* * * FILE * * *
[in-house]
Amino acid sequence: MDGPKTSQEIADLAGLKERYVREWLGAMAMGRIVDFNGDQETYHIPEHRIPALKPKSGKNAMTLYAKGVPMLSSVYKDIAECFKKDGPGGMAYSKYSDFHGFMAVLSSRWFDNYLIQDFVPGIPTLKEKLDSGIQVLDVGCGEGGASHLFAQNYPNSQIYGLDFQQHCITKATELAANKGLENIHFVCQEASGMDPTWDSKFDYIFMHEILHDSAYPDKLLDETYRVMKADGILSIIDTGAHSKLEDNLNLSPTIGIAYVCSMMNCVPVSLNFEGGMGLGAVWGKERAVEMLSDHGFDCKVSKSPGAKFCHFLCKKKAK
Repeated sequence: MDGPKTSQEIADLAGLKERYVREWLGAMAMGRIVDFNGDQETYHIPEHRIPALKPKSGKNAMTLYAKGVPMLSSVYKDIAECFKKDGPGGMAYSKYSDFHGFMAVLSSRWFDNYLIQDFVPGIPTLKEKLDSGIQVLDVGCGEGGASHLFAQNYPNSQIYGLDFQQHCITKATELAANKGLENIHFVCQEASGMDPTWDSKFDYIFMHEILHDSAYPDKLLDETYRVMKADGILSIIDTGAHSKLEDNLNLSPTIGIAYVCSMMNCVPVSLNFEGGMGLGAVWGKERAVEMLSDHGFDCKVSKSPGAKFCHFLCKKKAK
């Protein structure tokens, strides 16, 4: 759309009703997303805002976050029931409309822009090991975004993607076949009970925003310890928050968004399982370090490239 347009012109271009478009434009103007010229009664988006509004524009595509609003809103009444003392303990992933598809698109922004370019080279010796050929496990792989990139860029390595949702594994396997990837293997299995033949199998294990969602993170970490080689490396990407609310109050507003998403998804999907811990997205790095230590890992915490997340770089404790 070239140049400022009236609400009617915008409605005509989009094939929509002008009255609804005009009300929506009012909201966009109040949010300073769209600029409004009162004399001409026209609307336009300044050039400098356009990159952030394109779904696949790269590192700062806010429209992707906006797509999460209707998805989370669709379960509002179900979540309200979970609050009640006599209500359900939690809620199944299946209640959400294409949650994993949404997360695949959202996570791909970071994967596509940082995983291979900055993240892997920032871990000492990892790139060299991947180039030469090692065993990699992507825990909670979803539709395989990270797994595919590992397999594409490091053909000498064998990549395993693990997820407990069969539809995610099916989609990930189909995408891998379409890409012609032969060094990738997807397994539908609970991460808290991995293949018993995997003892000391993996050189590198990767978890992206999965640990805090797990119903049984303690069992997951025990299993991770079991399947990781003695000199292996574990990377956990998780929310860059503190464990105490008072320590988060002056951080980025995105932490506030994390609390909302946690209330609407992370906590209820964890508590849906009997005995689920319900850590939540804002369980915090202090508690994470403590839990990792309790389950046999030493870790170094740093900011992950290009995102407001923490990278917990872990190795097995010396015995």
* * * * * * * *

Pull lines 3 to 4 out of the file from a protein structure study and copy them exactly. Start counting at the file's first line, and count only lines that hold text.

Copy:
Repeated sequence: MDGPKTSQEIADLAGLKERYVREWLGAMAMGRIVDFNGDQETYHIPEHRIPALKPKSGKNAMTLYAKGVPMLSSVYKDIAECFKKDGPGGMAYSKYSDFHGFMAVLSSRWFDNYLIQDFVPGIPTLKEKLDSGIQVLDVGCGEGGASHLFAQNYPNSQIYGLDFQQHCITKATELAANKGLENIHFVCQEASGMDPTWDSKFDYIFMHEILHDSAYPDKLLDETYRVMKADGILSIIDTGAHSKLEDNLNLSPTIGIAYVCSMMNCVPVSLNFEGGMGLGAVWGKERAVEMLSDHGFDCKVSKSPGAKFCHFLCKKKAK
């Protein structure tokens, strides 16, 4: 759309009703997303805002976050029931409309822009090991975004993607076949009970925003310890928050968004399982370090490239 347009012109271009478009434009103007010229009664988006509004524009595509609003809103009444003392303990992933598809698109922004370019080279010796050929496990792989990139860029390595949702594994396997990837293997299995033949199998294990969602993170970490080689490396990407609310109050507003998403998804999907811990997205790095230590890992915490997340770089404790 070239140049400022009236609400009617915008409605005509989009094939929509002008009255609804005009009300929506009012909201966009109040949010300073769209600029409004009162004399001409026209609307336009300044050039400098356009990159952030394109779904696949790269590192700062806010429209992707906006797509999460209707998805989370669709379960509002179900979540309200979970609050009640006599209500359900939690809620199944299946209640959400294409949650994993949404997360695949959202996570791909970071994967596509940082995983291979900055993240892997920032871990000492990892790139060299991947180039030469090692065993990699992507825990909670979803539709395989990270797994595919590992397999594409490091053909000498064998990549395993693990997820407990069969539809995610099916989609990930189909995408891998379409890409012609032969060094990738997807397994539908609970991460808290991995293949018993995997003892000391993996050189590198990767978890992206999965640990805090797990119903049984303690069992997951025990299993991770079991399947990781003695000199292996574990990377956990998780929310860059503190464990105490008072320590988060002056951080980025995105932490506030994390609390909302946690209330609407992370906590209820964890508590849906009997005995689920319900850590939540804002369980915090202090508690994470403590839990990792309790389950046999030493870790170094740093900011992950290009995102407001923490990278917990872990190795097995010396015995």